When I think of Parallels, the first thing that comes to mind is virtual machines. I have used Parallels for years as a means of running a virtualized instance of a Windows operating system from within Mac OS X. In addition to virtual machines, though, Parallels was also doing containers before containers were cool, and announced last week that it will soon include native support for Docker applications as well.
Parallels was working with container technologies years ago with Virtuozzo and the open source OpenVZ platform. The company claims to be the most widely-deployed containers platform in the world, with over one million instances. With the launch of native Docker support, service providers will be able to provide container-based virtual private servers on the Parallels Cloud Server platform to customers that want to build with Docker applications. Parallels
“A challenge customers face today is running Docker images in a virtualized environment based on a hypervisor,” explained James Bottomley, chief technology officer of virtualization for Parallels. “This takes a core benefit of Docker—that the applications run in containers at higher density and performance—and reduces that benefit considerably.”
Bottomley added, “With Parallels solution, the service provider can offer the customer an environment where Docker is running on top of Parallels Cloud Server containers-based virtualization for optimal performance and at high-density.”
Why does this matter? I spoke with Bottomley myself to get more information. He told me that the primary advantage of containers—particularly in the cloud—is they have different elasticity and density capabilities than a hypervisor. It is faster and easier to scale containers than entire virtual machines.
There is a disadvantage as well. Bottomley stressed that container technology requires that all of the containers share the same kernel. So, it’s not possible, for example, to launch a Windows-based container on a Linux kernel, or a Linux-based container on a Mac OS X kernel.
The inclusion of native Docker support in Parallels Cloud Server will be significant for smaller companies. Large enterprises like Microsoft or Amazon have virtually unlimited resources to invest in scalability. They can simply run container apps in separate hypervisor instances, and just continue to add more hypervisor instances to meet demand, but that is a costly and inefficient way to address scalability.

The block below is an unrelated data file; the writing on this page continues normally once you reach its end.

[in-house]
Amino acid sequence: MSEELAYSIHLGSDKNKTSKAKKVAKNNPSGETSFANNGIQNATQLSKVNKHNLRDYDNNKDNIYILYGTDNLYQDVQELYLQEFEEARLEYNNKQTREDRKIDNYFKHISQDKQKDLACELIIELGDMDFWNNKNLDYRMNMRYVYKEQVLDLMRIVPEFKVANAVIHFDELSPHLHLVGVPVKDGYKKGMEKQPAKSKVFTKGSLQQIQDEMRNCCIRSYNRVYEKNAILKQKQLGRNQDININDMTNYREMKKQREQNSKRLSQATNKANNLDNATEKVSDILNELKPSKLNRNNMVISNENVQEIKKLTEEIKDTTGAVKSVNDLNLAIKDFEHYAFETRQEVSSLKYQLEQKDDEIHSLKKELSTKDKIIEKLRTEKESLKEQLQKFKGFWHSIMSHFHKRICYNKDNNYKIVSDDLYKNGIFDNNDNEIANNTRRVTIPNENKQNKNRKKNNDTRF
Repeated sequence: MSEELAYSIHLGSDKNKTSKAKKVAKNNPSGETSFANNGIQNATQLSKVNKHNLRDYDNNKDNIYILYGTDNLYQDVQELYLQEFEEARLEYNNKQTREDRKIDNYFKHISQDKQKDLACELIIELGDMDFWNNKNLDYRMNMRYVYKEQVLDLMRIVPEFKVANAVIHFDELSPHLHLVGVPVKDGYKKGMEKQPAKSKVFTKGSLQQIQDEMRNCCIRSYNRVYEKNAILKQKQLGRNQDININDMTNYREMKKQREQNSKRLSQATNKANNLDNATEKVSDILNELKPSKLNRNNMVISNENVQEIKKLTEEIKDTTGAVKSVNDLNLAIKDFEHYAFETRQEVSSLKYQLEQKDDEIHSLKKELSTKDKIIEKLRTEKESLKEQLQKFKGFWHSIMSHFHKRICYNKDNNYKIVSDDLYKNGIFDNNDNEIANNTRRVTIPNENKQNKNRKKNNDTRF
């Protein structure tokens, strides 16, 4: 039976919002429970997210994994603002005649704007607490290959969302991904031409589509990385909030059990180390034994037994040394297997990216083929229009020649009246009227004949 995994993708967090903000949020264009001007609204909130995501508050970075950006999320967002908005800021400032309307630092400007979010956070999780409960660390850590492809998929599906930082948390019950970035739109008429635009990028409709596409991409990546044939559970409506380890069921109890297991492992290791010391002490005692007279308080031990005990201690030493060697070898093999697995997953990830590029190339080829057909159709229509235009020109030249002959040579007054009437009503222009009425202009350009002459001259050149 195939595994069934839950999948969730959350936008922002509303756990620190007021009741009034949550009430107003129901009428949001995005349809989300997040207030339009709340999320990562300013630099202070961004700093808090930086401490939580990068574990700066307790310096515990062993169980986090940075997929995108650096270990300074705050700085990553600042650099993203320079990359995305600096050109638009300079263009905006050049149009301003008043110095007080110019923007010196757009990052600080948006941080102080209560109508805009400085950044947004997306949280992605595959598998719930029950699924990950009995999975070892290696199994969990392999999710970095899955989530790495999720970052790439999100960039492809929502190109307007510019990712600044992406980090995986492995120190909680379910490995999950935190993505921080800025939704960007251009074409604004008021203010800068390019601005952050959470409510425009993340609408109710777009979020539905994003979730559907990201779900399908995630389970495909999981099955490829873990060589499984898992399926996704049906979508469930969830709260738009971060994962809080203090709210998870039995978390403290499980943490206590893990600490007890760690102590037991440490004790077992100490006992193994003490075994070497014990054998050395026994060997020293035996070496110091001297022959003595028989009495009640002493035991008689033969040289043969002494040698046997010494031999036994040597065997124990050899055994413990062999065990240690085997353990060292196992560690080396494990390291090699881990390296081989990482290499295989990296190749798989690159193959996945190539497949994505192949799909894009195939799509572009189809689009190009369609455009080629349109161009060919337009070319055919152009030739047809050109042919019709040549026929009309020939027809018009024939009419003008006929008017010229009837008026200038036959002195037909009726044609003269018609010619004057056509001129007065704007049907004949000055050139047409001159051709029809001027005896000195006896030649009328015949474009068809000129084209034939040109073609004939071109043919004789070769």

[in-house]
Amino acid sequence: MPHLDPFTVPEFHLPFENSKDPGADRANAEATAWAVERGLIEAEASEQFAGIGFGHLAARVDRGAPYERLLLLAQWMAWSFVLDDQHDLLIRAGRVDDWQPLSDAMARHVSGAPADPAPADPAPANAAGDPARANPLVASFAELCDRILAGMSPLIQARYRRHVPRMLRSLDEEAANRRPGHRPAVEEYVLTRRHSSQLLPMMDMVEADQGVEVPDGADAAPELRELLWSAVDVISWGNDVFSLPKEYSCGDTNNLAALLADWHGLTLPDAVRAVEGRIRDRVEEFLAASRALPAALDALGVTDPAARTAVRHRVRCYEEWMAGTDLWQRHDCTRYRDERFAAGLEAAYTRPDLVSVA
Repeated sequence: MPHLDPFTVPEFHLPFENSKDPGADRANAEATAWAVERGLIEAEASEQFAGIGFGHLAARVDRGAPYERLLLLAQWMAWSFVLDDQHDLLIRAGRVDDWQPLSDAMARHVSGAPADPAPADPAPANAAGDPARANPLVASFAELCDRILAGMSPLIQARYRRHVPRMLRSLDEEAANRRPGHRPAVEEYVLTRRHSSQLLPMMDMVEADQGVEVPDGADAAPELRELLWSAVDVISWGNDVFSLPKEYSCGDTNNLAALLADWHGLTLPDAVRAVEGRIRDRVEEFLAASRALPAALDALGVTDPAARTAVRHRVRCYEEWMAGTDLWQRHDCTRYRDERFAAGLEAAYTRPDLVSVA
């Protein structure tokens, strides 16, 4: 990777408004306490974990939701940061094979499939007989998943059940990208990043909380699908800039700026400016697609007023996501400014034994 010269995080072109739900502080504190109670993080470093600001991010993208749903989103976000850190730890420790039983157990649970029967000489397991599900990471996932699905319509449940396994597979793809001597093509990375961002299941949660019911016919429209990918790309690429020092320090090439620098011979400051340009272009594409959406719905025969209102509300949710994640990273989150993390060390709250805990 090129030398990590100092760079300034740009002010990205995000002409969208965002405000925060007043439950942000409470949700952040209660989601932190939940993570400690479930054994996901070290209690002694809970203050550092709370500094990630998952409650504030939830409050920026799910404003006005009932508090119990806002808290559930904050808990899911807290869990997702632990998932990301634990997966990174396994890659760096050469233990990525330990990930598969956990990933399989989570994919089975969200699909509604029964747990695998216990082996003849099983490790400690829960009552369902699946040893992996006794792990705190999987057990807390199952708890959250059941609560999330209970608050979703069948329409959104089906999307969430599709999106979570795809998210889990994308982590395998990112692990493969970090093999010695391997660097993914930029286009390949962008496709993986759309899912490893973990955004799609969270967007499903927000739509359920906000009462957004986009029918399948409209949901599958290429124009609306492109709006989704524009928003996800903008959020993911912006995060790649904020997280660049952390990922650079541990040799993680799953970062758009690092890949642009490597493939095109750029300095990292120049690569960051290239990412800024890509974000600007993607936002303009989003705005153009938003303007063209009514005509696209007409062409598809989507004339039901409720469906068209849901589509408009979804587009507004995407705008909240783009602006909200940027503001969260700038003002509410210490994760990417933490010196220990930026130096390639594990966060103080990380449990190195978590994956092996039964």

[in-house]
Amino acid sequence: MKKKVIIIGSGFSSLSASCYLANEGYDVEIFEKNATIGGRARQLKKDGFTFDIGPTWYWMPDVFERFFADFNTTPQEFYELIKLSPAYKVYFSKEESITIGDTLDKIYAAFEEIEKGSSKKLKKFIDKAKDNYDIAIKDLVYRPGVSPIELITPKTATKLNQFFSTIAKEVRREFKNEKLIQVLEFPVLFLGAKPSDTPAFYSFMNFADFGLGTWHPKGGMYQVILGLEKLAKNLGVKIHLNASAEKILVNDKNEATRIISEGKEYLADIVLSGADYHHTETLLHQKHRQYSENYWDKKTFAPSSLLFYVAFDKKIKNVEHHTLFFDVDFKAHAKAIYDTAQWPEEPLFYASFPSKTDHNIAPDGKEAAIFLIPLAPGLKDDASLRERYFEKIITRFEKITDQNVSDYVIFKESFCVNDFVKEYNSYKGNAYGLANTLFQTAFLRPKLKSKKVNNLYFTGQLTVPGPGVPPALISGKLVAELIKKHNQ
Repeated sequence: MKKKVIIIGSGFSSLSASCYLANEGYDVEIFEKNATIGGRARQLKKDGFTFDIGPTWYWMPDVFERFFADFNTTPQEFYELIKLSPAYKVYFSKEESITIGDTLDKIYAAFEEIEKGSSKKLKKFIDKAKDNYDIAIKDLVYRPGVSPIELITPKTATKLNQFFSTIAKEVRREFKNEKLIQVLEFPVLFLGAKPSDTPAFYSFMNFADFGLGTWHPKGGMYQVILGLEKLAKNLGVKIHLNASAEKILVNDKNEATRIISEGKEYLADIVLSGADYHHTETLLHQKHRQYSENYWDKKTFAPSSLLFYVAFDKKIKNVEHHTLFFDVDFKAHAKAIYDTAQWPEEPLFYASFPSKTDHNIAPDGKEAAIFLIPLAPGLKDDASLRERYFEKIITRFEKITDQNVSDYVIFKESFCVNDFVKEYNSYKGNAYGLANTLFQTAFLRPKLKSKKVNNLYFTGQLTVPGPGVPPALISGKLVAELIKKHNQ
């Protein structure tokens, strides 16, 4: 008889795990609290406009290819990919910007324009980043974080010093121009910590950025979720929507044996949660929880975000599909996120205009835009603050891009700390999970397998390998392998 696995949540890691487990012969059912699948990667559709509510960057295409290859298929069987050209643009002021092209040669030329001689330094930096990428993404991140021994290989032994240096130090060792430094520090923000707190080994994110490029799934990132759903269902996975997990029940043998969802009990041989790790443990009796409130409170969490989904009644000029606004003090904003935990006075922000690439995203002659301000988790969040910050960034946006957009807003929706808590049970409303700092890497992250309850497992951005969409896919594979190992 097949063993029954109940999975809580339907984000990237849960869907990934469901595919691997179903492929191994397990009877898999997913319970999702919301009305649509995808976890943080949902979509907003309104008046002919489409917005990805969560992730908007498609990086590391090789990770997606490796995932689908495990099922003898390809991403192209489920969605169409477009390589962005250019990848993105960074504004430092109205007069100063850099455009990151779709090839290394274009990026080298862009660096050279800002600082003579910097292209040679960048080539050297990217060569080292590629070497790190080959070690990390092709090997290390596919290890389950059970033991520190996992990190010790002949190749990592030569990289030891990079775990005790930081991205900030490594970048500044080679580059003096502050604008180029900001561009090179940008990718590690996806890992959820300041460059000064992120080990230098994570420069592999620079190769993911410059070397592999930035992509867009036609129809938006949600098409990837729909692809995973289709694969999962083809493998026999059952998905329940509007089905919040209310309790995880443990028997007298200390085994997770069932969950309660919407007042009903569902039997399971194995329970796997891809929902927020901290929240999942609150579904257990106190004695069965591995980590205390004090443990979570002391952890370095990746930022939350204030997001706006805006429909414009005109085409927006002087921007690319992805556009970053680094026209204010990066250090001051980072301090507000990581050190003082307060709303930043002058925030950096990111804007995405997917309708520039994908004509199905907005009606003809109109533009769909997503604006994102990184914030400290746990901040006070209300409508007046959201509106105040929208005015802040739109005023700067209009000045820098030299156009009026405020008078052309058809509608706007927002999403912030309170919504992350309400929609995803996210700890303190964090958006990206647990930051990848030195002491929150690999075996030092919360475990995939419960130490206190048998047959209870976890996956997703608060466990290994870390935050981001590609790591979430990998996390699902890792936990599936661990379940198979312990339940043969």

With Docker apps running on Parallels Cloud Server, smaller cloud service providers will have a secure, high-density virtual server environment with the elasticity and scalability to compete with much larger public cloud providers. Bottomley told me that the Parallels solution with Docker containers reduces the physical server overhead by a factor of one-third.
Philbert Shih, managing director, Structure Research agrees there is significant market opportunity for cloud service providers to deliver a cost-effective platform for developing and deploying Docker applications. “The answer lies in building an optimized infrastructure environment that is dense and scales, while being able to maintain high levels of performance and facilitate portability of workloads.”
The Parallels announcement is just the latest in a string of victories for Docker. Microsoft added support for Docker containers on Linux virtual servers in Azure earlier this year, and recently announced a partnership with Docker to bring native container support to the next iteration of Windows Server.
As the container concept gathers mainstream steam, though, Docker also faces increasing competition from rivals like Rocket. Expanding Docker’s sphere of influence with native support on popular, and widely-used platforms will help to cement it as the de facto leader of container apps.
The update to Parallels Cloud Server to introduce native Docker support is expected in the first quarter of 2015.